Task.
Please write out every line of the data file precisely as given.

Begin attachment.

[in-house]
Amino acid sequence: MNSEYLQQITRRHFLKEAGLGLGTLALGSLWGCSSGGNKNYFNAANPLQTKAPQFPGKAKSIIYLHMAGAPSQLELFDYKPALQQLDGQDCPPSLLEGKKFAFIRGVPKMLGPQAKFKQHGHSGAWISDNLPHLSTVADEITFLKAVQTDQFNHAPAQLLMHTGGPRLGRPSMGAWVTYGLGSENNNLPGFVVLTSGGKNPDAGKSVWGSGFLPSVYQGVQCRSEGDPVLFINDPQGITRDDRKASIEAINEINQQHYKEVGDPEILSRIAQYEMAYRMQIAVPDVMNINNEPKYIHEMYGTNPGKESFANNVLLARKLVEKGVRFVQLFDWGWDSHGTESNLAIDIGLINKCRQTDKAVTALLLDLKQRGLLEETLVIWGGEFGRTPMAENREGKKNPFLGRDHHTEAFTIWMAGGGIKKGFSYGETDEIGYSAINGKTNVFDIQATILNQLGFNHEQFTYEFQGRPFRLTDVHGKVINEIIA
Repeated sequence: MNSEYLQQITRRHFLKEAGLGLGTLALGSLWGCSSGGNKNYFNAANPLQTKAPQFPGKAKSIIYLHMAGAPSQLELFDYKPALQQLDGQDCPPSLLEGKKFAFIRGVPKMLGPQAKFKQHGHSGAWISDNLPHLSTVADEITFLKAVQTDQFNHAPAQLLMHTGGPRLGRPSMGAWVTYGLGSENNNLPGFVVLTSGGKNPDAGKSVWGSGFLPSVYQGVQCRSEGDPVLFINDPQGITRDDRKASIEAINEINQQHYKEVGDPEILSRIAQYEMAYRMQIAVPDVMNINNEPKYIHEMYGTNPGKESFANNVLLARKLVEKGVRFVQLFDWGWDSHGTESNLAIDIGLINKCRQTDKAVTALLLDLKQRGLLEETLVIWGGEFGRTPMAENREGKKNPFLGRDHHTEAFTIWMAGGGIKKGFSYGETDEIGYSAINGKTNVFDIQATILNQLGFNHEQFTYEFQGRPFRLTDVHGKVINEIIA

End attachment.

[in-house]
Amino acid sequence: MNSEYLQQITRRHFLKEAGLGLGTLALGSLWGCSSGGNKNYFNAANPLQTKAPQFPGKAKSIIYLHMAGAPSQLELFDYKPALQQLDGQDCPPSLLEGKKFAFIRGVPKMLGPQAKFKQHGHSGAWISDNLPHLSTVADEITFLKAVQTDQFNHAPAQLLMHTGGPRLGRPSMGAWVTYGLGSENNNLPGFVVLTSGGKNPDAGKSVWGSGFLPSVYQGVQCRSEGDPVLFINDPQGITRDDRKASIEAINEINQQHYKEVGDPEILSRIAQYEMAYRMQIAVPDVMNINNEPKYIHEMYGTNPGKESFANNVLLARKLVEKGVRFVQLFDWGWDSHGTESNLAIDIGLINKCRQTDKAVTALLLDLKQRGLLEETLVIWGGEFGRTPMAENREGKKNPFLGRDHHTEAFTIWMAGGGIKKGFSYGETDEIGYSAINGKTNVFDIQATILNQLGFNHEQFTYEFQGRPFRLTDVHGKVINEIIA
Repeated sequence: MNSEYLQQITRRHFLKEAGLGLGTLALGSLWGCSSGGNKNYFNAANPLQTKAPQFPGKAKSIIYLHMAGAPSQLELFDYKPALQQLDGQDCPPSLLEGKKFAFIRGVPKMLGPQAKFKQHGHSGAWISDNLPHLSTVADEITFLKAVQTDQFNHAPAQLLMHTGGPRLGRPSMGAWVTYGLGSENNNLPGFVVLTSGGKNPDAGKSVWGSGFLPSVYQGVQCRSEGDPVLFINDPQGITRDDRKASIEAINEINQQHYKEVGDPEILSRIAQYEMAYRMQIAVPDVMNINNEPKYIHEMYGTNPGKESFANNVLLARKLVEKGVRFVQLFDWGWDSHGTESNLAIDIGLINKCRQTDKAVTALLLDLKQRGLLEETLVIWGGEFGRTPMAENREGKKNPFLGRDHHTEAFTIWMAGGGIKKGFSYGETDEIGYSAINGKTNVFDIQATILNQLGFNHEQFTYEFQGRPFRLTDVHGKVINEIIA